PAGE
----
One of the things I've been emphasizing is that when you learn a new language

construct you should understand precisely it's syntax,

it's type checking rules and it's evaluation rules.

And since datatype bindings and CASE expressions are

the most sophisticated language constructs we've learned in ML so far,

I thought it would be worth a short segment to just review what we've already

seen and know from a precise standpoint for each of those constructs.

Now what we'll do a little later in this section,

not in this segment,

is expand the notion of pattern matching to make it more general and more powerful.

But nothing I'm about to review with you will become untrue.

We'll just get some additional things that will also be true.

So let's start with datatype bindings.

We know the syntax.

We have an example here of datatype t

equals a bunch of constructors that types those things carry,

and they're separated by pipes.

This introduces a new type t that was not in our program before.

It also adds constructors and these constructors and parts

service functions where Ci has type t1_arrow_t,

and C2 has type t2_arrow_t.

And then in terms of using these constructors

when you have a constructor applied to a value,

that is itself a value.

In other words, values of type t both have the tag that corresponds to

the constructor as well as the value that's sort of underneath that tag.

Now that doesn't cover the case where you have a constructor that doesn't carry any data.

In that case, you just leave off the of and the type.

And in that case the constructor is not a function.

It's just already a value that has type t. So now we know how to make

expressions of type t. To access them to use their pieces we use case expressions.

And as I've emphasized this case expressions both test which

variant some value of the datatype of type t you have,

as well as give you a way to extract out the underlying data.

So let's go over a case expression again.

The syntax is here at the top of the slide.

We see that we put any expression we want between the case and the of alright and then we

have a bunch of branches each one which has

a pattern and then an arrow and then another expression.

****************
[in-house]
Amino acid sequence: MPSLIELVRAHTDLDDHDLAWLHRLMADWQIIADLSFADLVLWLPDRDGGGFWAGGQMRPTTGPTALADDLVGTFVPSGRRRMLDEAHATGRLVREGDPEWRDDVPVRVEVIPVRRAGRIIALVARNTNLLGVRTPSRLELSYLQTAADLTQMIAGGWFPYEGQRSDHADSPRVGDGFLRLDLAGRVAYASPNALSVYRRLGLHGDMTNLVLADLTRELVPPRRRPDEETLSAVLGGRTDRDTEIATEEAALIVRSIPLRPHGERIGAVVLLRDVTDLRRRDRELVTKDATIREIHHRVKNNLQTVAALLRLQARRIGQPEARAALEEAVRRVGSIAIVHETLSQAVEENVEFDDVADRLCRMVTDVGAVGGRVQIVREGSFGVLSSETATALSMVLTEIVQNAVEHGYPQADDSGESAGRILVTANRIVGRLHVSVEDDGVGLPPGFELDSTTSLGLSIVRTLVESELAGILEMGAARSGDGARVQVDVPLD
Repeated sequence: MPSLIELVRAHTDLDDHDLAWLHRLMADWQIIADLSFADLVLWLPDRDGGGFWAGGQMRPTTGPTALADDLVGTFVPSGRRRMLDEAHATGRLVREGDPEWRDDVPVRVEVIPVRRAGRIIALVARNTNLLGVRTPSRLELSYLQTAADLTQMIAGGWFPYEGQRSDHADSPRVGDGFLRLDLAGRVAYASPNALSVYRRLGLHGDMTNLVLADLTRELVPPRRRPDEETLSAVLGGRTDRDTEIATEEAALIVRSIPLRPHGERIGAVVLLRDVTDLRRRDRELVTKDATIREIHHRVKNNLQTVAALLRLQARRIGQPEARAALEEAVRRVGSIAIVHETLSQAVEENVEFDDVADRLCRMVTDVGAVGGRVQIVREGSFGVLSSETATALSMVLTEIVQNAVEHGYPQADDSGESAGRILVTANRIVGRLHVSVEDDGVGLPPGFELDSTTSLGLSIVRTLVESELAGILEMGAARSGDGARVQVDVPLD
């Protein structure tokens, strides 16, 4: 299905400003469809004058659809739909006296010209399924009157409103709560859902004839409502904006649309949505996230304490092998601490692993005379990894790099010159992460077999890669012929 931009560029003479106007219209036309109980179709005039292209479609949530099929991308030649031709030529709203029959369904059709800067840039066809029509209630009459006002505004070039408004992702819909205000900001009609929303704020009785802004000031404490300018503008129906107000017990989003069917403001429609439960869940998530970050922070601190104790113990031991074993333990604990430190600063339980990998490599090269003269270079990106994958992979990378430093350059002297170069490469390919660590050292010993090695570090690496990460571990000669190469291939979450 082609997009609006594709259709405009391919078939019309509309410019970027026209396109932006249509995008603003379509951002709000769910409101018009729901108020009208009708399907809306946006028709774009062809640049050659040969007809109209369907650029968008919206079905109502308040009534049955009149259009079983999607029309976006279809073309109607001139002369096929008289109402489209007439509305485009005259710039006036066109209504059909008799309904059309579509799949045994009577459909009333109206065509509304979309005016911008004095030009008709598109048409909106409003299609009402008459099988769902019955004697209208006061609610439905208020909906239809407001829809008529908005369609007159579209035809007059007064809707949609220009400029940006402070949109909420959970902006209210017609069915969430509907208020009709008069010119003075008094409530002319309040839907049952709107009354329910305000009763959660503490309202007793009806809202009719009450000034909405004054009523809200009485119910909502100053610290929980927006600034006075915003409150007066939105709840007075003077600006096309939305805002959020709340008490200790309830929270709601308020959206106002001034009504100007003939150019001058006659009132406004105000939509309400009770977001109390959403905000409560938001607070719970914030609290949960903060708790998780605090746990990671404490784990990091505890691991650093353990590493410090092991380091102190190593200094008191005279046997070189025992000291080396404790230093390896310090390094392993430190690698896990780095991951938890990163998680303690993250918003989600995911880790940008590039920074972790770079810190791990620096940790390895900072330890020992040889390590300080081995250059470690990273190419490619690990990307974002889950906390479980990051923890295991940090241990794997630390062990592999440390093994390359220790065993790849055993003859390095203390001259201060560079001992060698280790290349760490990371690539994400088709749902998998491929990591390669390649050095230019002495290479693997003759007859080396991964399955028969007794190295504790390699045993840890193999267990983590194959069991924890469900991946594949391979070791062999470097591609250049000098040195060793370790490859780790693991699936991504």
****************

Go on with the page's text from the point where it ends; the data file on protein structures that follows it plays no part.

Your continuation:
Now this entire case expression is itself just an expression.

So we can use it anywhere we can use an expression.

I admit that it's common for a case expression to be the entire body of a function.

And I think it has been in the examples I've shown you so far.

But that's not necessary.

A case expression can appear anywhere,

and here is it's evaluation rules: You evaluate e

to a value and that thing between the case and the of that's going to give

you some value v. Now what we're going to do is we're going to pattern

match v against each of the patterns in order until we find one that matches.

So we'll check p1, if that matches we'll evaluate e one.

And that will be the answer to the whole thing.

Otherwise we try p2 and so on.

So we're only going to evaluate one of e1 through

en and which one will depend on the pattern that we find that matches.

So what that means is we have to define what it means for a pattern to match.

And so far our patterns look like constructor name,

and then one variable for each part of the thing under the constructor.

So that would match a value that was made out of the same constructor.

And then what you do when you evaluate

the corresponding expression like if p2 matches you evaluate e2,

is you evaluate e2 in an environment that is

extended so that those variables map to the corresponding pieces: X1 to V1,

X2 to V2 and so on.

And that's how we get the underlying pieces out

using the notion of variables and extending our dynamic environment.

Once again, the case where the constructor carries no data is a little bit different.

You don't have the parentheses you don't have

the variables because there is no underlying data.

So in that case if it matches then there is nothing

new to add to your environment but you still go to

the corresponding branch execute evaluate

that expression and that's the result for the entire case expression.

So that's our precise definition so far.

We're going to learn a couple of other things that will help us that are

related to pattern matching and datatypes although they're a little bit different.

See another example.

And then make pattern-matching more powerful.